For example, two years ago, units sold for a moderate-sized farm of up to 200 acres of value-intensive crops for about $55,000.
``And they bolted onto the front of a pickup,'' Wiegert said. ``Now the average is $8,000, plus the cost of the tools'' or probes, which run about $100 apiece.
Murai bought almost a dozen so there would be a couple extras between downloading, according to Murai's bookkeeper, Kammy Murai, who also is his daughter.
``One advantage is in the field,'' Kammy Murai said. ``But the biggest advantage is labor saving. You can go from the probe and badges to printing out a check. Once the probe reads the data, the following morning we download, and a secretary produces a pick report. The computer prints it out in report form, with employee's name, number, the amount paid per unit, the type of box. It's all there in a report the farmer show the workers. ``One person can do payroll for 1,000 workers.''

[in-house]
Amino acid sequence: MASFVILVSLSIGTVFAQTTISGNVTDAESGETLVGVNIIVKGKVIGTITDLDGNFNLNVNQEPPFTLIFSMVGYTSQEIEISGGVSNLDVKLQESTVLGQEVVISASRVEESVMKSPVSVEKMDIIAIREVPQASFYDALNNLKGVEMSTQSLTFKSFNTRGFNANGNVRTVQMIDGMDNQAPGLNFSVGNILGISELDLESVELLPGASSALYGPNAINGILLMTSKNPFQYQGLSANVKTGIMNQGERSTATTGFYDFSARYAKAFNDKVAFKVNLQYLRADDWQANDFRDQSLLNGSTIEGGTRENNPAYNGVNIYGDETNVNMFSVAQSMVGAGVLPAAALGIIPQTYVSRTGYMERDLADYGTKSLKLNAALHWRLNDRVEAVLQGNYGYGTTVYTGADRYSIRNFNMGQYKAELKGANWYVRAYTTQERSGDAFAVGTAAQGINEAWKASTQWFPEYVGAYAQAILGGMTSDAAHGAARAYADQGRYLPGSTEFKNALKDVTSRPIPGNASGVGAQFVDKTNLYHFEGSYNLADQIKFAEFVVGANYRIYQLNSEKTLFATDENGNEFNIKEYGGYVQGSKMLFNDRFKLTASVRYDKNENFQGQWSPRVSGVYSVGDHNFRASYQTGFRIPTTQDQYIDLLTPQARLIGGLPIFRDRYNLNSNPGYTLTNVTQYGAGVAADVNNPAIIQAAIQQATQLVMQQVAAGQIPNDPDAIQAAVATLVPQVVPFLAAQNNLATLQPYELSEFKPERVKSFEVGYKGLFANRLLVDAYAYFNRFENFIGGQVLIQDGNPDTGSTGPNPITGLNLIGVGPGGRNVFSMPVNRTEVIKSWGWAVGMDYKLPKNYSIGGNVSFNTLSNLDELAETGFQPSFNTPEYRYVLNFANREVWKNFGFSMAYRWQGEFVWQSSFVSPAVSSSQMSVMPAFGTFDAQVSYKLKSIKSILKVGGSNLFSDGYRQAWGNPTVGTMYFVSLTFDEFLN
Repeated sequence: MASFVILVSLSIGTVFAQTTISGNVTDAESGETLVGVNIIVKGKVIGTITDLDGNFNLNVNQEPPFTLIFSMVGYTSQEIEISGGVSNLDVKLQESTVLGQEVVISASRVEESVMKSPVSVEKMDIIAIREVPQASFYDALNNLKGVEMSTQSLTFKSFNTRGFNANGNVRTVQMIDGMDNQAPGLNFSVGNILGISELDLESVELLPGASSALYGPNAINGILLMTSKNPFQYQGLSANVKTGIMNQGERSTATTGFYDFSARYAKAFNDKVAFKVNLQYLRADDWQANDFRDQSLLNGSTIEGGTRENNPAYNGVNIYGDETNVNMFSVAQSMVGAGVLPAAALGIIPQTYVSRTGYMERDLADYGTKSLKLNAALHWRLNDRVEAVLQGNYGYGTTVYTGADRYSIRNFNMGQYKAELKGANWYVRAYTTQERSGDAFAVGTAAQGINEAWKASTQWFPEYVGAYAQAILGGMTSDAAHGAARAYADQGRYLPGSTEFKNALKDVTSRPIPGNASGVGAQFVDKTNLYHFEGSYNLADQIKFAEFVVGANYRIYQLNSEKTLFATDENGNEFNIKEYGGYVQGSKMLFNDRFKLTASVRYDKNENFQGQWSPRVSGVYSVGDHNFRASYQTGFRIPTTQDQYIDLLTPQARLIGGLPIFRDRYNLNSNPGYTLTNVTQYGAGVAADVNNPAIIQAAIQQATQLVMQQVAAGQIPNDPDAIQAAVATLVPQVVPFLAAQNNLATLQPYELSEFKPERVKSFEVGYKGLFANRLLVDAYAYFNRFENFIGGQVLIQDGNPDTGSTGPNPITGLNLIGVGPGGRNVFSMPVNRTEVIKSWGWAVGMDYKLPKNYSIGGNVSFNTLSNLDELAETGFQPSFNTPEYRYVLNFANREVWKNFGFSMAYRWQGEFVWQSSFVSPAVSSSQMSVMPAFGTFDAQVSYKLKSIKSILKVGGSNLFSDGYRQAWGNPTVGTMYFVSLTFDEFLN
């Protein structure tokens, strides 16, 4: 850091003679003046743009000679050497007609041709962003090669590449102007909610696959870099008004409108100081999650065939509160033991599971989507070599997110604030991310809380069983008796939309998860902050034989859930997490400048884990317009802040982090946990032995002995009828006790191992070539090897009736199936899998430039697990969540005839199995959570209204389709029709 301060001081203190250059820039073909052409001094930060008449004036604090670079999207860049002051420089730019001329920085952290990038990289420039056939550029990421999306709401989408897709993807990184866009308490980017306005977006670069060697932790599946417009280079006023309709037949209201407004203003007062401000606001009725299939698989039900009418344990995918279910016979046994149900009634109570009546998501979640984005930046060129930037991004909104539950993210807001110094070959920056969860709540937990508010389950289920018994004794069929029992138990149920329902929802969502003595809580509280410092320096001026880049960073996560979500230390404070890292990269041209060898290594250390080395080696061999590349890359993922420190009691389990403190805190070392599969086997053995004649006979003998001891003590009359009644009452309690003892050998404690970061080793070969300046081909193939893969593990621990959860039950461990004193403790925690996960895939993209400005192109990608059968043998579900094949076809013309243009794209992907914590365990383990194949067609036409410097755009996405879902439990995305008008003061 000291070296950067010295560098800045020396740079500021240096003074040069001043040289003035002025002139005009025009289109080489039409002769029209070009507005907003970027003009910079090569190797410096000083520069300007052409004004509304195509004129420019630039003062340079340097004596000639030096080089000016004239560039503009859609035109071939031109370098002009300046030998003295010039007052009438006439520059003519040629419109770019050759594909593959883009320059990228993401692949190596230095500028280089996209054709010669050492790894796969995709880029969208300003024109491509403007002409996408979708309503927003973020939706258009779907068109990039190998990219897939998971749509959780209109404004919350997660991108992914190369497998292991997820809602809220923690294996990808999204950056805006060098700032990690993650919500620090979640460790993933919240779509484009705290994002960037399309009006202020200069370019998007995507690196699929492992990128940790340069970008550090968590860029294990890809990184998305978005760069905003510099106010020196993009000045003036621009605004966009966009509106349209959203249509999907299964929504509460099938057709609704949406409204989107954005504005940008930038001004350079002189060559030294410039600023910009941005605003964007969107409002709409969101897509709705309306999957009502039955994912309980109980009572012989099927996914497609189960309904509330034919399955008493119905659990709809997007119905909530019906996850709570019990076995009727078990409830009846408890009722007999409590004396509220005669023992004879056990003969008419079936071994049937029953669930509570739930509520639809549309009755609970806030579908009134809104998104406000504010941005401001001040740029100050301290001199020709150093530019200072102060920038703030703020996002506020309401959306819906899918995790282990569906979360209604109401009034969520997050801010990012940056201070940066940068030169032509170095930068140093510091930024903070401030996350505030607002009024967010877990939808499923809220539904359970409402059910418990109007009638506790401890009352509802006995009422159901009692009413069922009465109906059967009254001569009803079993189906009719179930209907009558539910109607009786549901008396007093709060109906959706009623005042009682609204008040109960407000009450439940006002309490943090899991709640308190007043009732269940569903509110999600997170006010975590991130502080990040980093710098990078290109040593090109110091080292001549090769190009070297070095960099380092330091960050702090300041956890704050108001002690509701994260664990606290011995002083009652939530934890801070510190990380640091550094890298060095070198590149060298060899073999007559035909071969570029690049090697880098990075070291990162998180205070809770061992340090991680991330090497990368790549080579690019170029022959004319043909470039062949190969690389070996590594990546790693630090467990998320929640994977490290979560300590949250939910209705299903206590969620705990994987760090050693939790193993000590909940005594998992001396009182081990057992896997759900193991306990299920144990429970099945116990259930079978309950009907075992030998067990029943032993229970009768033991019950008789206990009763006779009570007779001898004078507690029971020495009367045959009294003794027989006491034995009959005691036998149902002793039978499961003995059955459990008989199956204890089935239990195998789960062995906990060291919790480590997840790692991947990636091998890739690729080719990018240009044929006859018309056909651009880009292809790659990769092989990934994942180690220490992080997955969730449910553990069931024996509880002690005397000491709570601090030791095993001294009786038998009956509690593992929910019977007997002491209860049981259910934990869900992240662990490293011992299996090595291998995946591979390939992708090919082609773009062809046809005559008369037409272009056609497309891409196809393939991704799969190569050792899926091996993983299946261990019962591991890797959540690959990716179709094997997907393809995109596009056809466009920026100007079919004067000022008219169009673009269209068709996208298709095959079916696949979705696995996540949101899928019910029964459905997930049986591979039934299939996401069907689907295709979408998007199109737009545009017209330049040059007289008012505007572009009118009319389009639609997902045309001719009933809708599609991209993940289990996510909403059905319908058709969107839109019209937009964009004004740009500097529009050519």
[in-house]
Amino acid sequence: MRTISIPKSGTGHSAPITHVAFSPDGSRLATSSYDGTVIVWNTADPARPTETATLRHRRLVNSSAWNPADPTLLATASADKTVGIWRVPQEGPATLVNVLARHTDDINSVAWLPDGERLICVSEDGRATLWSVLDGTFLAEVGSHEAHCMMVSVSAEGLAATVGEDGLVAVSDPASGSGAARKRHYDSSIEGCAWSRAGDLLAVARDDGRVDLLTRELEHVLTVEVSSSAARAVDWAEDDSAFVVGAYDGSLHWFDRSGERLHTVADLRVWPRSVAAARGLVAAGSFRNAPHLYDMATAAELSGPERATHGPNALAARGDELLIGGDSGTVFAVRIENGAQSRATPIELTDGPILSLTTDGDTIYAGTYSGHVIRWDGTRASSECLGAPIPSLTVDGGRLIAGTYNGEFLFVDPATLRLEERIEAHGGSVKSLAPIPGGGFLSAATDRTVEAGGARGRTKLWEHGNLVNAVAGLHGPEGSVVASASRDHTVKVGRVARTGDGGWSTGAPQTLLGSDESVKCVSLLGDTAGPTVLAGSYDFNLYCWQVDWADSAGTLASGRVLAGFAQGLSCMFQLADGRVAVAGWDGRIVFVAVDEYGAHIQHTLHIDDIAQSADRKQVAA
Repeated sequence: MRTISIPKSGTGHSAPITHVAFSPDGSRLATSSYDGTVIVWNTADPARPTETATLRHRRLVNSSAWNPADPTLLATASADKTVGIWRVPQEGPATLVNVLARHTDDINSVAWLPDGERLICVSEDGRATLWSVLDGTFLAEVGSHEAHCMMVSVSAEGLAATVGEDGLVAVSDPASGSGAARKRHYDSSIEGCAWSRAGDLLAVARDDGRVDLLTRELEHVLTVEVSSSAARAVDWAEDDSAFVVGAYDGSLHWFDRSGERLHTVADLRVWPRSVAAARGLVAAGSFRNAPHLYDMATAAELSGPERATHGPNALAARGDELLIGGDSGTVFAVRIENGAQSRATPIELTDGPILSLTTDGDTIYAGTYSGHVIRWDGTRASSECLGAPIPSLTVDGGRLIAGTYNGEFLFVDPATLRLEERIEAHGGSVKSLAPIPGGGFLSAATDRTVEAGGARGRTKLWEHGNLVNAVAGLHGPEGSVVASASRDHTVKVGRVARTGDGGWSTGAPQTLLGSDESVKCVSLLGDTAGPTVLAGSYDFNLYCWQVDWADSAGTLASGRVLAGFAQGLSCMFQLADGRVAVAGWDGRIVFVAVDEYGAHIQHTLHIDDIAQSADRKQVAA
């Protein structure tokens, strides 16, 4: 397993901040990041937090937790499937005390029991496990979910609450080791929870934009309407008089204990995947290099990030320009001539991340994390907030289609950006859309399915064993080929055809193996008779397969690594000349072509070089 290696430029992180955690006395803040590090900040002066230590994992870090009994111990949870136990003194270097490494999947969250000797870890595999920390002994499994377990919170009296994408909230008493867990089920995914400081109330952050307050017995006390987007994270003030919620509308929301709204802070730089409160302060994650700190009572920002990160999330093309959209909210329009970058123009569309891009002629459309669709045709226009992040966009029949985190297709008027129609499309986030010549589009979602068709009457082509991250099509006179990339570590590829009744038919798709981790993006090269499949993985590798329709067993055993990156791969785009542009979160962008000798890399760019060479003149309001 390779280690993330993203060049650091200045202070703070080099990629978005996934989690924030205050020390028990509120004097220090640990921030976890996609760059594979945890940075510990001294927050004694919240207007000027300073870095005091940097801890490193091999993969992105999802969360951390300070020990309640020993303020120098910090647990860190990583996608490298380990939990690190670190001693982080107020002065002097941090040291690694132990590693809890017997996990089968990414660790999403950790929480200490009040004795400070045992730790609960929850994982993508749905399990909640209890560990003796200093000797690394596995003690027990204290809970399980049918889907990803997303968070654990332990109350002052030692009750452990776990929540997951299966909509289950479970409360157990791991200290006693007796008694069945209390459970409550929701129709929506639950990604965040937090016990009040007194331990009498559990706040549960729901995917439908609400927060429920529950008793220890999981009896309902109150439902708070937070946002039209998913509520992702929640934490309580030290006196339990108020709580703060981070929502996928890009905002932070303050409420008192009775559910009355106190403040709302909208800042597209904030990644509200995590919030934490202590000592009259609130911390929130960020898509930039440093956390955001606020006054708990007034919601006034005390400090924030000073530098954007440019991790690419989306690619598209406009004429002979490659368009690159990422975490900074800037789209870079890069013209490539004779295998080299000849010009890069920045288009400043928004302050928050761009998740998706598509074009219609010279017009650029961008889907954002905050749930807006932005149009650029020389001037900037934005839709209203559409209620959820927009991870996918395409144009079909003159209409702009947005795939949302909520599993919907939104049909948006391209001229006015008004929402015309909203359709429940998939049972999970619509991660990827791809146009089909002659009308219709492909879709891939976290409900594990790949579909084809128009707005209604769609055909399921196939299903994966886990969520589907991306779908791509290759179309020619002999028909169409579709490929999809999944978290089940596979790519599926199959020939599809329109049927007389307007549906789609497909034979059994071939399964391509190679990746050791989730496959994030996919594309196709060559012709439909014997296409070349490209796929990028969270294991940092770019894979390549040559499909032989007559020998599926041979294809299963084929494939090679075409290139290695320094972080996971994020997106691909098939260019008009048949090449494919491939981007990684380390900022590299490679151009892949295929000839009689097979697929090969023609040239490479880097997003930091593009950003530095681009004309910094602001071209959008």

In addition, there is greater protection against ``ghost'' employees, or cards that mysteriously get punched for invisible workers, a problem that sometimes plagues larger operations.
Another feature is to track pesticide applications, by type and quantity, for each field. Or, using the data, a farmer can see which fields are producing, and how much. Even packing shed operations can be tracked. If a sudden drop is noticed, a farmer can direct a crew accordingly.
``We have some strawberry growers in California who use it to see if they want to pick in the same field the next day,'' Wiegert said. ``If one field starts looking like its punking out and needs to rest a couple days, they can decide to move to another field.''